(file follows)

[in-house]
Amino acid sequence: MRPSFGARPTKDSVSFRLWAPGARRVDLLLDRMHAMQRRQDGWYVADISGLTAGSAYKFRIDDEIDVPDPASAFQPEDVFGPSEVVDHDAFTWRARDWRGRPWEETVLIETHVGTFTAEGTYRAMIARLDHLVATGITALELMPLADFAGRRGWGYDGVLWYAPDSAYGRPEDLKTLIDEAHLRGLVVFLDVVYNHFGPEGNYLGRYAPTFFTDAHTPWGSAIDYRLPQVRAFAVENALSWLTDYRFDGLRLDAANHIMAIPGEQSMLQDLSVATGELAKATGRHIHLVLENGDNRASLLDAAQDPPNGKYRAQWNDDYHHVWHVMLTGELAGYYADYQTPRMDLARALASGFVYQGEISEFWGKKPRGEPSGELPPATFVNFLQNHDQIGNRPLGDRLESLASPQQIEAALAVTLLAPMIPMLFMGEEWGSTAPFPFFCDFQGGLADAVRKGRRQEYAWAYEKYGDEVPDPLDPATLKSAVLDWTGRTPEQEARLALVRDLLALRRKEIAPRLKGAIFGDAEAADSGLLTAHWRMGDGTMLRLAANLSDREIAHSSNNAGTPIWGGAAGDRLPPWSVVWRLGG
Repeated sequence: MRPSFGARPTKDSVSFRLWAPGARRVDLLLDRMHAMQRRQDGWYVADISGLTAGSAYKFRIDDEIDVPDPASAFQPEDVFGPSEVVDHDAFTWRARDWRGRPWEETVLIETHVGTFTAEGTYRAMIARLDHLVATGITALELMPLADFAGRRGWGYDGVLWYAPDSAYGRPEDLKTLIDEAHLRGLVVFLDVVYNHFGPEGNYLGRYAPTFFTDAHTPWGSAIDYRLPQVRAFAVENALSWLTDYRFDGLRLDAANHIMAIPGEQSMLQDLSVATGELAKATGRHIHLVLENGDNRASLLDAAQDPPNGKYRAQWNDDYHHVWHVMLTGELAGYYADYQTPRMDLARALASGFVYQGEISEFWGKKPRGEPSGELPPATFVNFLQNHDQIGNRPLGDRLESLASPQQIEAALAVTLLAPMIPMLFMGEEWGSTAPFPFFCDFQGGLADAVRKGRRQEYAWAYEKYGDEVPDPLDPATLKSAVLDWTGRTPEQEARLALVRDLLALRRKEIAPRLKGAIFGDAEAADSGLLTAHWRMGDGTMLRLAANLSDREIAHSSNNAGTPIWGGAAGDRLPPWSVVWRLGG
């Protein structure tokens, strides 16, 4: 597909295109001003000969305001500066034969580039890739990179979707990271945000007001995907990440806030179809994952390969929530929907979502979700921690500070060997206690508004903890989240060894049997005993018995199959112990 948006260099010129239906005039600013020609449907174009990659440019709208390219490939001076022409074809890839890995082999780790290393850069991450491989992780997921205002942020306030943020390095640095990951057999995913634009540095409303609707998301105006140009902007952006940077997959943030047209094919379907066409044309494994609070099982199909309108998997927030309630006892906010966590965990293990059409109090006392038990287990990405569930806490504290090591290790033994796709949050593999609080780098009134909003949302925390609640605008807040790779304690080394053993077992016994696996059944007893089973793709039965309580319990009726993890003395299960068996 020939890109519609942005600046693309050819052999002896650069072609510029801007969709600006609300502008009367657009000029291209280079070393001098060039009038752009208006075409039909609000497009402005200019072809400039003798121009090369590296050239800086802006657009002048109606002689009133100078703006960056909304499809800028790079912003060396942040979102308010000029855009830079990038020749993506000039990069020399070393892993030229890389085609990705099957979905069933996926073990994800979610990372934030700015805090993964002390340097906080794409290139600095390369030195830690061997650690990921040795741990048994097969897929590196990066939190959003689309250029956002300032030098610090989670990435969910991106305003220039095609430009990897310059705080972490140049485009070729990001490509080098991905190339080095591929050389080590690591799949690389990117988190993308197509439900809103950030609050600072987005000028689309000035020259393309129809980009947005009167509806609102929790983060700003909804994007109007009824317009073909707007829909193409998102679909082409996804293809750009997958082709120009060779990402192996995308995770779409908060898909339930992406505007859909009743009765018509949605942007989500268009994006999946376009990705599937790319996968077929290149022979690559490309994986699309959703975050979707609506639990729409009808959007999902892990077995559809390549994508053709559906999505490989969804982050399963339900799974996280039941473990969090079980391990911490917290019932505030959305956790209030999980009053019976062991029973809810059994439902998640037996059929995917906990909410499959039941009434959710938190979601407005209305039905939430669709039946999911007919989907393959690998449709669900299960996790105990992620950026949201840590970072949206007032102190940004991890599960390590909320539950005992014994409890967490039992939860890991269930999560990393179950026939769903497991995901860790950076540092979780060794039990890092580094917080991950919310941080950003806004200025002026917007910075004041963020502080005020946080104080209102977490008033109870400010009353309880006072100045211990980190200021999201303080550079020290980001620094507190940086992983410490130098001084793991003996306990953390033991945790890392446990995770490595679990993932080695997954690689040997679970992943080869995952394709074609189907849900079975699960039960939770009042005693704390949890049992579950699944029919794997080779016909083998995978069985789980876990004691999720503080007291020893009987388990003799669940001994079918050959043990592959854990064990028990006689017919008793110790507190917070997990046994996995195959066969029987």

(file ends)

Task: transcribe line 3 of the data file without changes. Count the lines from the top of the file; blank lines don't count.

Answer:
Repeated sequence: MRPSFGARPTKDSVSFRLWAPGARRVDLLLDRMHAMQRRQDGWYVADISGLTAGSAYKFRIDDEIDVPDPASAFQPEDVFGPSEVVDHDAFTWRARDWRGRPWEETVLIETHVGTFTAEGTYRAMIARLDHLVATGITALELMPLADFAGRRGWGYDGVLWYAPDSAYGRPEDLKTLIDEAHLRGLVVFLDVVYNHFGPEGNYLGRYAPTFFTDAHTPWGSAIDYRLPQVRAFAVENALSWLTDYRFDGLRLDAANHIMAIPGEQSMLQDLSVATGELAKATGRHIHLVLENGDNRASLLDAAQDPPNGKYRAQWNDDYHHVWHVMLTGELAGYYADYQTPRMDLARALASGFVYQGEISEFWGKKPRGEPSGELPPATFVNFLQNHDQIGNRPLGDRLESLASPQQIEAALAVTLLAPMIPMLFMGEEWGSTAPFPFFCDFQGGLADAVRKGRRQEYAWAYEKYGDEVPDPLDPATLKSAVLDWTGRTPEQEARLALVRDLLALRRKEIAPRLKGAIFGDAEAADSGLLTAHWRMGDGTMLRLAANLSDREIAHSSNNAGTPIWGGAAGDRLPPWSVVWRLGG